Skip to main content

Update on caches and timely publishing

Posted by: , Posted on: - Categories: How we work

A while back, we blogged about the caching that's in place and the steps publishers should take to publish time-sensitive content exactly when they need to.

We also promised to look into how we might make improvements to reduce the risk and impact of cache-based misadventures.

After lots of thoughtful and thorough analysis (about which we will blog separately) we are happy to confirm we have now:

  • reduced the cache times for 404 pages to 5 minutes, so the impact of a yet-to-be-published URL becoming inadvertently cached is now much lower. The previous advice still stands if publishers want to eliminate that risk altogether.
  • reduced the cache times for documents to 15 minutes, so that updates to pre-existing pages will go live in half the time they did previously, and so that publishers can make edits to scheduled documents up to 15 minutes before they are due to go live.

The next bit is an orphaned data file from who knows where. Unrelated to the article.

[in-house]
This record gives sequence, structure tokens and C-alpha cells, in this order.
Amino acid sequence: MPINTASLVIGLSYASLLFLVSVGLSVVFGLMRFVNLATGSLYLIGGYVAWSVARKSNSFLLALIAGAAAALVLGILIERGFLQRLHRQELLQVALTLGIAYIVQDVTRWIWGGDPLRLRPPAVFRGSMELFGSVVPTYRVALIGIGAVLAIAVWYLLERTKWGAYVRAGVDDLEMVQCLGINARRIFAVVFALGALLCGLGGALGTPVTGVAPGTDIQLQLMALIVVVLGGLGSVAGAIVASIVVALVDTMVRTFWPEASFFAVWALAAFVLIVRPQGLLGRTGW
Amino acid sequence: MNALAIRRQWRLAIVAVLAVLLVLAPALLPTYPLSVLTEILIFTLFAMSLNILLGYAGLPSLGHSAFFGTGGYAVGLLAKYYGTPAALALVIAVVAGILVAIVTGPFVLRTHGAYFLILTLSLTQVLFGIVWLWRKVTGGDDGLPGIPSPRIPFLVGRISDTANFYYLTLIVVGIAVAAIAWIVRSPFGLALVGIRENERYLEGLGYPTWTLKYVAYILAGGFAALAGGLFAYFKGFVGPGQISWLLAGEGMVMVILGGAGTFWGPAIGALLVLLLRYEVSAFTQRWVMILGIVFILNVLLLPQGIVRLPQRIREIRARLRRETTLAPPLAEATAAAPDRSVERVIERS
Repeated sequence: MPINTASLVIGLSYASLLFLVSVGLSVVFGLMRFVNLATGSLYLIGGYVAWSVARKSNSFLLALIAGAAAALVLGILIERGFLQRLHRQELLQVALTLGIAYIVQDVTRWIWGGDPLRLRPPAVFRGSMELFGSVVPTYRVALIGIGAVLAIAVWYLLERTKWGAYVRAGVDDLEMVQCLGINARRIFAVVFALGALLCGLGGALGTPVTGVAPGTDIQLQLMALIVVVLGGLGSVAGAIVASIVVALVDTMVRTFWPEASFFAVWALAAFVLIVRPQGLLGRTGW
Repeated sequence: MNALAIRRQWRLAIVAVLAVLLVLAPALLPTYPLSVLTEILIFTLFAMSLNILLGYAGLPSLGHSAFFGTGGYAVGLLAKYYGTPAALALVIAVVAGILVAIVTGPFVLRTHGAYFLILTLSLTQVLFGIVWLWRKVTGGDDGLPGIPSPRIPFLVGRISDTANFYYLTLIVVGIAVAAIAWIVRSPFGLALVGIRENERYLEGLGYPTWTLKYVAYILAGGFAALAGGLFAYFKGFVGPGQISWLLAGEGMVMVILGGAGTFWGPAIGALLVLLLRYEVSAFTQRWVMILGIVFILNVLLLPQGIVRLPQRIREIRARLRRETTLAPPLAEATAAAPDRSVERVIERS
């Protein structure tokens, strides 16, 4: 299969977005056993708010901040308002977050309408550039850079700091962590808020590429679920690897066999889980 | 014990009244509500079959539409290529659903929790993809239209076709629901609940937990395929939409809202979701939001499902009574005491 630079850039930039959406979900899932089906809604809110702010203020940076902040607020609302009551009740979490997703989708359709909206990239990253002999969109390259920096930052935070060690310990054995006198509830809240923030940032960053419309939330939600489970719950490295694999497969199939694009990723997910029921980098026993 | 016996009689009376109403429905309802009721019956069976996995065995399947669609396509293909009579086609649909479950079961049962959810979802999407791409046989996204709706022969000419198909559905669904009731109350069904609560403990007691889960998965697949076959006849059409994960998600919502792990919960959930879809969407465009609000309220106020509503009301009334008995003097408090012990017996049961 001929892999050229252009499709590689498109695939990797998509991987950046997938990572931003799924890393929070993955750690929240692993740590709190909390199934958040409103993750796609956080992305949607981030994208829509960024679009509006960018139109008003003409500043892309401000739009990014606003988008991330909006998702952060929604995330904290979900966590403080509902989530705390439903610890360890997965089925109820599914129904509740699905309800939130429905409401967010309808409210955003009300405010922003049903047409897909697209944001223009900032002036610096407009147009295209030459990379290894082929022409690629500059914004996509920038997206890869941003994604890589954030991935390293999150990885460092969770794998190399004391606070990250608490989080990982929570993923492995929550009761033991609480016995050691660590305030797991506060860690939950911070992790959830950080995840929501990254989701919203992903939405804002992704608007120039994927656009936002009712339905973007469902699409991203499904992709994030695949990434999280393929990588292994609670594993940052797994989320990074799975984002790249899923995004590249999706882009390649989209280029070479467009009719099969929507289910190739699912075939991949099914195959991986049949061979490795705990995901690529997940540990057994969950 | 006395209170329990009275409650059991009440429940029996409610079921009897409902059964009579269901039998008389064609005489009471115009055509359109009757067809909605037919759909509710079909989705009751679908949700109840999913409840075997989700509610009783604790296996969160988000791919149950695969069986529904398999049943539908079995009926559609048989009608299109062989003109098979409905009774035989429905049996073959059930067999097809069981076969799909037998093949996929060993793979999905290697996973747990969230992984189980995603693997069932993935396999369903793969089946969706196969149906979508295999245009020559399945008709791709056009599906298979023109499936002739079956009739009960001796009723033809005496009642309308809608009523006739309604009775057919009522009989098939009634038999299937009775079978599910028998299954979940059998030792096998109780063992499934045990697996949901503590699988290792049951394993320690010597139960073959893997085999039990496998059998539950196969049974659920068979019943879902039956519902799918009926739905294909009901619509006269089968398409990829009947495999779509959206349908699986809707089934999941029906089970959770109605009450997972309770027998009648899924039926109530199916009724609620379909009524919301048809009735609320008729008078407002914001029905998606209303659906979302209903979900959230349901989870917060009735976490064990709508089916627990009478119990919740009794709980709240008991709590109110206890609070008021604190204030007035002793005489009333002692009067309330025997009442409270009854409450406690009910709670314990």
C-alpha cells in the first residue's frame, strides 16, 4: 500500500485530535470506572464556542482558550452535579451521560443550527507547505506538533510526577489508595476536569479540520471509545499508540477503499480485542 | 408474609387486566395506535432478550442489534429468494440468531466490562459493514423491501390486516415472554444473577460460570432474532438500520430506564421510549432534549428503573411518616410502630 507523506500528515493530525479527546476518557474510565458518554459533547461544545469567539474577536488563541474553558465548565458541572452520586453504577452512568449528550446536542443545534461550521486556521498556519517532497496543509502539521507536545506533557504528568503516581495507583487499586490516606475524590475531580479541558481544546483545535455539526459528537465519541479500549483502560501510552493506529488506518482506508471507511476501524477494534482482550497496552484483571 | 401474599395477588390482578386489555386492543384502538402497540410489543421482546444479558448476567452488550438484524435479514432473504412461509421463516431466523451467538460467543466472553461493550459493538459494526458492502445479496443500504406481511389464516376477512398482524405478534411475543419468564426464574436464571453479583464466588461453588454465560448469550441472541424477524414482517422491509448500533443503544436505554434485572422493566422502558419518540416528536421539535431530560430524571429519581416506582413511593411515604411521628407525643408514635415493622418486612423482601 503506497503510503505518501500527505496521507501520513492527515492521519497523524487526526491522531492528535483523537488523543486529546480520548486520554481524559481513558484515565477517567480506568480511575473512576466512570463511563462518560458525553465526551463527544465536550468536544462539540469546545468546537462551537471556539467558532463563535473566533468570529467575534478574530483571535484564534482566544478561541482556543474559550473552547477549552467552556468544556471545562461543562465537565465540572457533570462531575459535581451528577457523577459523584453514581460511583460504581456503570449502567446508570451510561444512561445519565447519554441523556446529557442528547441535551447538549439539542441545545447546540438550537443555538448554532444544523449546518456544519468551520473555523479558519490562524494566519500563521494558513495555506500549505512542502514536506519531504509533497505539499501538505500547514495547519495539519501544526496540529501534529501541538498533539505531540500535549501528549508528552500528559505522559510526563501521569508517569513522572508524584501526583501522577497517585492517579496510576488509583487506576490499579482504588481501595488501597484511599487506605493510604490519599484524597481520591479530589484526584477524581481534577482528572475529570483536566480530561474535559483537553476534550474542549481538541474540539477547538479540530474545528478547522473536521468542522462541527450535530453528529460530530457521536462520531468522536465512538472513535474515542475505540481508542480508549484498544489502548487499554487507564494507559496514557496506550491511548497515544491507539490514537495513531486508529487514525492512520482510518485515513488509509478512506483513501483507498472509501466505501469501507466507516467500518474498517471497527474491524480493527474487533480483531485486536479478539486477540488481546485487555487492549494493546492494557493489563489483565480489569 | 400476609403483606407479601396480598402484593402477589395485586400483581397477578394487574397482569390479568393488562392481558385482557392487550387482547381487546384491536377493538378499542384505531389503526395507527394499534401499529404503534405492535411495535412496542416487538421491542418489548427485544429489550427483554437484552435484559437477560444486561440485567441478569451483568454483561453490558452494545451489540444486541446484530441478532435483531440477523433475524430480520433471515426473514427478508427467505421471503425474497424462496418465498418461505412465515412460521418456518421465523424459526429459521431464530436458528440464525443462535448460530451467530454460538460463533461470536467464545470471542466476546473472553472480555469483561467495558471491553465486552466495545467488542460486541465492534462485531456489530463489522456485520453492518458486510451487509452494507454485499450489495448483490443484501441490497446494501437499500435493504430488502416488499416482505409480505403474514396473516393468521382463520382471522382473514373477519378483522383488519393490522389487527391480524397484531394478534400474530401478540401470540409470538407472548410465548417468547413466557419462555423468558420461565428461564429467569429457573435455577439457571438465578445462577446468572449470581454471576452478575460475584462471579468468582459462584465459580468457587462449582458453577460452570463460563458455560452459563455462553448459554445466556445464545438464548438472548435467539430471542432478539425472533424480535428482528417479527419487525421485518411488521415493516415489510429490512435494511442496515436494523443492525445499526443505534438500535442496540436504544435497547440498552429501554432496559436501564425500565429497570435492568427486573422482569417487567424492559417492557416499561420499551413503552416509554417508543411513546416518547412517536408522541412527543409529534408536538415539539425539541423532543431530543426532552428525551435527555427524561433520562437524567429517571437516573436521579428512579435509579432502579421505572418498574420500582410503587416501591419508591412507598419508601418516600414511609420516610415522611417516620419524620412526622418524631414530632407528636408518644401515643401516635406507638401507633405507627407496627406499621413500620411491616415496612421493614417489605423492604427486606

Important note: these times are somewhat experimental. We will be keeping a close eye on what these changes cost us in terms of performance and resilience, and reserve the right to increase the cache times if necessary. We'll let you know if that happens.

Future iterations might include enabling edits on scheduled documents right up to the minute they go live, but we think these new shortened cache times go a long way to meeting publishers' needs and we should move on to other, higher priority things before we iterate on this further. Shout via the comments if you disagree with that decision.

Sharing and comments

Share this page

1 comment

  1. Comment by Cass Martin posted on

    Thanks Neil, this is good to know and great news.

    Just to check does the same 15 minute cache apply to page updates too (eg updating the text on a policy page)? It would be really helpful if someone could put together a quick table just showing the different cache times for different content types, as well as new vs existing content.